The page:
Avoiding Mission Drift

From Harvard’s Diploma

Here is a test question: what institution of higher education had as its mission statement, “To be plainly instructed and consider well that the main end of your life and studies is to know God and Jesus Christ?” No, not Dallas Seminary nor Wheaton College. It’s Harvard! Can you believe it? It’s far from that today. As a recent president of the university admitted, “Things divine have been central neither to my professional nor my personal life.” The only hints remaining are the words on their diplomas, which read: Veritas Christo Et Ecclesiae, which means “Truth for Christ and the Church.” It had been primarily a training school for ministers. Today as a secular school with no denominational affiliation, Harvard has drifted far from its original mission, but it’s easy to do. *

It’s like watching your younger children on a beach on the Outer Banks. They are having fun, jumping and diving in the big waves, but you have to take into account the current. Because it you don’t, they will slowly move down the beach out of sight. They won’t even know it, so every few minutes you have to yell out to them and wave them back in front of your spot on the beach.

The Waves on the Outer Banks

As the currents of society and the world around us swirl and change, so its easy to change with it. Like an ocean it’s so slow and imperceptible, we don’t even see the movement. And before we know it, the basic things have changed completely.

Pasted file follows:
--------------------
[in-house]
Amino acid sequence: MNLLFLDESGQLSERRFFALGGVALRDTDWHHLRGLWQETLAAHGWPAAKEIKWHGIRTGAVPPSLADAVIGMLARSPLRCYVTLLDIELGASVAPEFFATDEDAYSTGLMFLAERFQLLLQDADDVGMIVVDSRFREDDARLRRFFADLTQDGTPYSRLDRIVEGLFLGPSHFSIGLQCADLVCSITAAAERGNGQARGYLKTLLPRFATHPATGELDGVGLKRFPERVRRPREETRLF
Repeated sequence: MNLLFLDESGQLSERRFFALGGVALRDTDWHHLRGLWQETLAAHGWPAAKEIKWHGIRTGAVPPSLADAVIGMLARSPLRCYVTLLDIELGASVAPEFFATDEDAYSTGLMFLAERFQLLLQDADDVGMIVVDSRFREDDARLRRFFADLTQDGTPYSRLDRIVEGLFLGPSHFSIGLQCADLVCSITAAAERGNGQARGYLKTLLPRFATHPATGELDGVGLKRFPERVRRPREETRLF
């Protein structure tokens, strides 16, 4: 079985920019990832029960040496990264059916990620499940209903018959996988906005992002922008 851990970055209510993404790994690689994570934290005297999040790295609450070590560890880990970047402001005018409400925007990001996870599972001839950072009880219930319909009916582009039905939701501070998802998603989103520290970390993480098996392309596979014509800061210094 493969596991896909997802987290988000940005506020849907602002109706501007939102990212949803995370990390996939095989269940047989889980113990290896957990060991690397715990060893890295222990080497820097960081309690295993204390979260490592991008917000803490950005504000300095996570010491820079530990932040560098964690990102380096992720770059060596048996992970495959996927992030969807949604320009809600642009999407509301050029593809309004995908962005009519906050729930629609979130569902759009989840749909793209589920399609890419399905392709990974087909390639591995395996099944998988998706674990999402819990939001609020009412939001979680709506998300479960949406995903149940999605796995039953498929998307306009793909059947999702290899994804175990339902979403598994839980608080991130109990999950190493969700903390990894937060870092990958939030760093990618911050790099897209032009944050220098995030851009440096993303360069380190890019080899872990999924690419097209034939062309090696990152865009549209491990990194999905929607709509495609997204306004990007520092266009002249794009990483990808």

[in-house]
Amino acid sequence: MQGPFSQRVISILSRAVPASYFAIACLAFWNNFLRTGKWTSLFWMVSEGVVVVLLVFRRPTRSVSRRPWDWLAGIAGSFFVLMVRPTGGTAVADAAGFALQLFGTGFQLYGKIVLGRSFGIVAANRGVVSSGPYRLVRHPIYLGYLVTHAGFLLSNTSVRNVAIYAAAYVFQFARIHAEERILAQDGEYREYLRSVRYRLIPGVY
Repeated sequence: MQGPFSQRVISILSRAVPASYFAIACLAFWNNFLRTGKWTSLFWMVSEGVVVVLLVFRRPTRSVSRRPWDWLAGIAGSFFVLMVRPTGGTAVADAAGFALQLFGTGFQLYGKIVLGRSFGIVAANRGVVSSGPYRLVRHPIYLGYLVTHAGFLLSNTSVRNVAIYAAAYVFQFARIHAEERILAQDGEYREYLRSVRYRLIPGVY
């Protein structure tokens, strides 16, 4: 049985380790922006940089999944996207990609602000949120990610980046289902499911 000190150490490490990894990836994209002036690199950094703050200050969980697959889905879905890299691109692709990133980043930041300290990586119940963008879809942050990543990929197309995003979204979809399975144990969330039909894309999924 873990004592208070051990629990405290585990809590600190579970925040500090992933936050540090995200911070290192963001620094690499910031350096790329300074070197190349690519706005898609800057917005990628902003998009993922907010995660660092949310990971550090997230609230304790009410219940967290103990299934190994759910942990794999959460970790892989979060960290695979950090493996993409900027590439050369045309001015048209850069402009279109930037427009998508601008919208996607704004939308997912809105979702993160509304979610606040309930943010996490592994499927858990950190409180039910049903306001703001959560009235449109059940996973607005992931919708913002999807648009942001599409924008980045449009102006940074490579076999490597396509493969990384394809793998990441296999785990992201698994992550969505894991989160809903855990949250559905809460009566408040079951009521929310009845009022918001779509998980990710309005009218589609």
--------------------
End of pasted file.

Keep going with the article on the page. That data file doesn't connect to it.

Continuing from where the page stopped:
Like any organization, the church can suffer mission drift as well. Though I don’t know of any churches that wouldn’t identify themselves as churches, there are many whose mission has subtly changed over time. Think of churches that in their early years before the American Revolution were founded or flourished because of the Great Awakening. Now over two hundred years later their main work is no longer proclaiming the gospel, but speaking of feeding the poor, correcting injustice and other issues of society. These are good things, but where is the preaching of the gospel that was their main mission? Some would respond by saying, “Those things are the gospel.” And they make my point!

Drifting Off Course

Even in churches of the 20th century, it’s easy to drift. Maybe we haven’t devised a new mission, but have we lost enthusiasm for the old one? Do we still operate with the fire of the founders? Do we do the same things in the same way but aren’t really sure why? Even a generation later, the sense of the mission can fade considerably.

Like any good organization that wants to stay true to its purpose, it’s got to be waved back to its original position. Preaching should do that, but even more the leaders of the church should periodically revisit its original documents based on scripture. What does the constitution say is the reason it exists? What is its doctrinal stand? Sometimes we take these for granted and that is when we are in danger. Every few years the church should recommit to its purpose because mission drift happens to the best of us.

* Ideas in this paragraph taken from Mission Drift, by Peter Greer and Chris Horst


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